“Can the Euro zone learn any lessons from the days of early capitalism?”asks Der Spiegel in report on the latest from the EU’s search for an escape from their debt crisis. It depends on the teacher, and the lesson drawn. In this case, the EU may cast its eyes back more than 200 years and across an ocean to find the man who rescued a nascent nation from its early crisis over war debts, and who founded an economic system that eventually produced the “arsenal of democracy” and the world’s remaining superpower:
[Alexander] Hamilton, a lawyer, adhered to a creed in politics and business alike: “Promises must be kept.” In his view, this also applied to the repayment of debts. In his private life, however, the father of eight children had trouble keeping his resolution. He was repeatedly interested in women to whom he wasn’t married. But his economic plan worked. The federal government assumed all the debts of the individual states and combined them into a fund Hamilton referred to as the debt “sinking fund”. He also introduced duties and assessed luxury taxes, on spirits, for example, especially whiskey.
Hamilton used the revenues to repay the war debts, and in doing so he managed to reduce the country’s high interest costs to 4 percent. The resulting low interest rates stimulated the economy, and the recovery brought more revenue into the government’s coffers. Within a few years, Hamilton was able to eliminate a large portion of the US’s mountain of debt.
Sinn and his colleagues believe “that the logic of an internal revenue source also applies to modern Europe.” They argue that the EU should receive the revenues from the planned financial transaction tax. But that isn’t all. “In the long term, and in analogy to Hamilton’s system, a fundamentally reformed fiscal order would be necessary, one that provides for the joint administration of customs revenues or the value-added tax.”
Hamilton’s “sinking fund” prompted the German Council of Economic Experts to envision a “debt repayment pact for Europe.” Under the plan, member states would collect portions of their liabilities in a common pot and jointly repay the debt. The economic experts have nothing but effusive praise for the consequences of Hamilton’s work. “It contributed to securing the creditworthiness of the United States, creating a large bond market and making it possible to refinance at low interest rates.”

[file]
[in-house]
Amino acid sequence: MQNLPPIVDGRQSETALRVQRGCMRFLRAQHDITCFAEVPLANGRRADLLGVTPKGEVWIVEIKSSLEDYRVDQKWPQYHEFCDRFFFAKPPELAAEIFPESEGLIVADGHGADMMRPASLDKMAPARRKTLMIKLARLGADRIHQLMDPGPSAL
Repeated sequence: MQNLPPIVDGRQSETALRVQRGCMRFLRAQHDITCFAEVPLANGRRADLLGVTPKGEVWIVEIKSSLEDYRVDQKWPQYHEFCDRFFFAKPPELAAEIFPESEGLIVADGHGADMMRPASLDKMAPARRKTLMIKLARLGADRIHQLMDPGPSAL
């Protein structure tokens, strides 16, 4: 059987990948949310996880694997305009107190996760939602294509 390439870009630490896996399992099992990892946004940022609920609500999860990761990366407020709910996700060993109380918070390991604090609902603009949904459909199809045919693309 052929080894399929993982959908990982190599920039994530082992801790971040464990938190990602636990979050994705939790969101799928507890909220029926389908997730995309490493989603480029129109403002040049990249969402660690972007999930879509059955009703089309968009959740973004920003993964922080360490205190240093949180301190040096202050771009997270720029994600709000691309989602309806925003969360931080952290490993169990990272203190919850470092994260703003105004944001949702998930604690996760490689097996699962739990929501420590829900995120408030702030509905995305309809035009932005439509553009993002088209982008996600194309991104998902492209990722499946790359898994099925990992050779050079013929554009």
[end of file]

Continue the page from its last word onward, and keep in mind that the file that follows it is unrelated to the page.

There are a couple of very large caveats in this lesson, however. First, the US was even at that time more politically united than Europe is today. Hamilton could do what he did because he had the authority of one sovereign nation with which to work. Could Hamilton have succeeded in a long-range effort under the Articles of Confederation — or even worse, with the states only loosely connected by a common currency, as is the case with Europe today? It seems exceedingly doubtful, as the Hamiltonian approach requires political as well as monetary authority.
Another big problem is the quote offered by Der Spiegel: “Promises must be kept.” One reason that the Euro zone is taking a beating is that investors aren’t quite sure whether the EU can live up to that standard. Greece’s default forced bond holders to cut a deal in order to keep from losing their shirts, and other EU members aren’t too far off from the state in which Greece finds itself. That too is a result of having a single monetary policy with distributed sovereignty and political control.
Not surprisingly, the one country that has to rescue the EU isn’t too enthusiastic about the Hamiltonian approach:
It remains questionable whether the leaders in Europe’s capitals working to save the euro will want to learn from Hamilton, because his debt fund was ultimately a liability union. The common bonds with which he refinanced old debt are better known today as euro bonds. Both are ideas that trigger allergic reactions in some capitals, especially Berlin. Chancellor Angela Merkel and Finance Minister Wolfgang Schäuble, both members of the center-right Christian Democratic Union (CDU), are only willing to accept such ideas if a political union is installed as a counterweight to the monetary union.
A liability union would give even greater influence of other nations into German policies. That’s already a problem for Germany and its leadership, as it struggles to keep the euro from collapsing under the weight of decades of deficit spending by its member states. I’m not sure that they’re terribly interested in losing what little control they have left without being able to enforce policies on other states regarding spending and taxation. That sounds a lot like the problems facing the US at the beginning of our independence, but without the cultural, linguistic, and political unity of the early colonies. I don’t think Hamilton will help the EU much in this instance.